“I can’t believe this is how I’m going to die,” thought an Army medic after falling down a well. “We’re in the middle of nowhere. No one is going to rescue us.”
About David Chrisinger
David Chrisinger is the director of writing seminars for The War Horse. In 2016, he edited an essay collection—See Me for Who I Am—that bridges the cultural gap that divides veterans from the American people who have not served.
‘The Hurt Has Finally Become Too Great’
America has engaged in military operations against terrorists in East Africa for years, but a lack of transparency about civilian casualties is causing concern.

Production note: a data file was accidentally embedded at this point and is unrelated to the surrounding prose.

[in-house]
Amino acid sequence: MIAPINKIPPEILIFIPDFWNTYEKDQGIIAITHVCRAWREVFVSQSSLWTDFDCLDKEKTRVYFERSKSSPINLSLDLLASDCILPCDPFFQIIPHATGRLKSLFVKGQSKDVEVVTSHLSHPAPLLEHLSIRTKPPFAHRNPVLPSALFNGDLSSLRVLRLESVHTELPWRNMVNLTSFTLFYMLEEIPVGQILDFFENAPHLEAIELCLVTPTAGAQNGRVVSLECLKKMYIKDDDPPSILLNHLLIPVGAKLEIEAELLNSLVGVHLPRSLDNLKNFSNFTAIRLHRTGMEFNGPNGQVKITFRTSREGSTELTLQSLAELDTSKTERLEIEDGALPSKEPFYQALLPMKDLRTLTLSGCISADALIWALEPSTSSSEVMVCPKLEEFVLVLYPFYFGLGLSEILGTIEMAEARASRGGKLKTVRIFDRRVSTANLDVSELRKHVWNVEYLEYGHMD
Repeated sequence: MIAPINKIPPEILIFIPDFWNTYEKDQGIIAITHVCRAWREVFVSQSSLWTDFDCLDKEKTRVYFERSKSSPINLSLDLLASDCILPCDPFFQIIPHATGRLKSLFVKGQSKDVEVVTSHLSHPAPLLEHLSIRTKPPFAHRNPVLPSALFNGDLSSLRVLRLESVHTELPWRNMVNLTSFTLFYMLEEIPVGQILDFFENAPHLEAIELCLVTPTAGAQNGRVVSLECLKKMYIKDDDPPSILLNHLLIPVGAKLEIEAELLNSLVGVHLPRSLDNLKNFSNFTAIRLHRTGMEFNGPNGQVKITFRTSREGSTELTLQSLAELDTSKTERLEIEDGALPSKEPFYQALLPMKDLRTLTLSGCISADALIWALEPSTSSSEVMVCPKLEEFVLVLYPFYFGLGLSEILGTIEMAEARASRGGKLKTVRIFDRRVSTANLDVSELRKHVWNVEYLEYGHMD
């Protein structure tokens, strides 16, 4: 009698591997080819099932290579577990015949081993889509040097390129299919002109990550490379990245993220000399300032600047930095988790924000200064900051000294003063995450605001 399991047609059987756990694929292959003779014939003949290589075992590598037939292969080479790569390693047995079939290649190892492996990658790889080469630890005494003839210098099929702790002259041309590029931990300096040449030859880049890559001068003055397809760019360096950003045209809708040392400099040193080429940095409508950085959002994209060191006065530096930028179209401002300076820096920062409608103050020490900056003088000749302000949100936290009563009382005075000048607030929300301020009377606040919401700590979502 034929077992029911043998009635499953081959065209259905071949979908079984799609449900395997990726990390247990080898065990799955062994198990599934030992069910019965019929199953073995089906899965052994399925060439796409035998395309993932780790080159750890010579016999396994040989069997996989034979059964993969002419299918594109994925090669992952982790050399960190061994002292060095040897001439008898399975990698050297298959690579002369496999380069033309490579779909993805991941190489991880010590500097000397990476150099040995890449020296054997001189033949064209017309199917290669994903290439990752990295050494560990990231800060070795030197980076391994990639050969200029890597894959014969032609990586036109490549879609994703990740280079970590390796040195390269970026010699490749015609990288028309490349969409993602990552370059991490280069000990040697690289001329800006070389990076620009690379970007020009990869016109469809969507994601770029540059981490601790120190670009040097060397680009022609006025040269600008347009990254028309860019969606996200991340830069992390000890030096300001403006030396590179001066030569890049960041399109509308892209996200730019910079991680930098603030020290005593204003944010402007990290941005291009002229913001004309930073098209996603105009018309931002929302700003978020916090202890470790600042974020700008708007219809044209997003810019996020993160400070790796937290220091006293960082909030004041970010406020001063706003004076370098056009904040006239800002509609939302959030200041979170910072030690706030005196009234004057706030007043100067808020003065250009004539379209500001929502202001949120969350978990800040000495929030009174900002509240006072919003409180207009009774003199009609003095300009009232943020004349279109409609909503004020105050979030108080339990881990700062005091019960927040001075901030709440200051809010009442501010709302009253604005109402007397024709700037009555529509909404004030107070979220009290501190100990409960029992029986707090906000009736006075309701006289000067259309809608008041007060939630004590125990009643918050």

Since 9/11, there have been documented instances of white nationalism in the U.S. military, but the Defense Department won’t track the numbers.
Tangled alliances with allies and their foes make this one messy war.
Can artwork depicting the Syrian refugee crisis build empathy for an American audience? One writer hopes so.
David Chrisinger found the words to express a devastating personal loss after teaching a military veteran how to write about her own feelings of sadness and uncertainty.
David Chrisinger learned to treat a writer’s words with the proper care before publication after a student veteran was pushed to the brink of suicide.
David Chrisinger grapples with his guilt about not having served and draws on his own experience of feeling powerless to connect with a friend who did.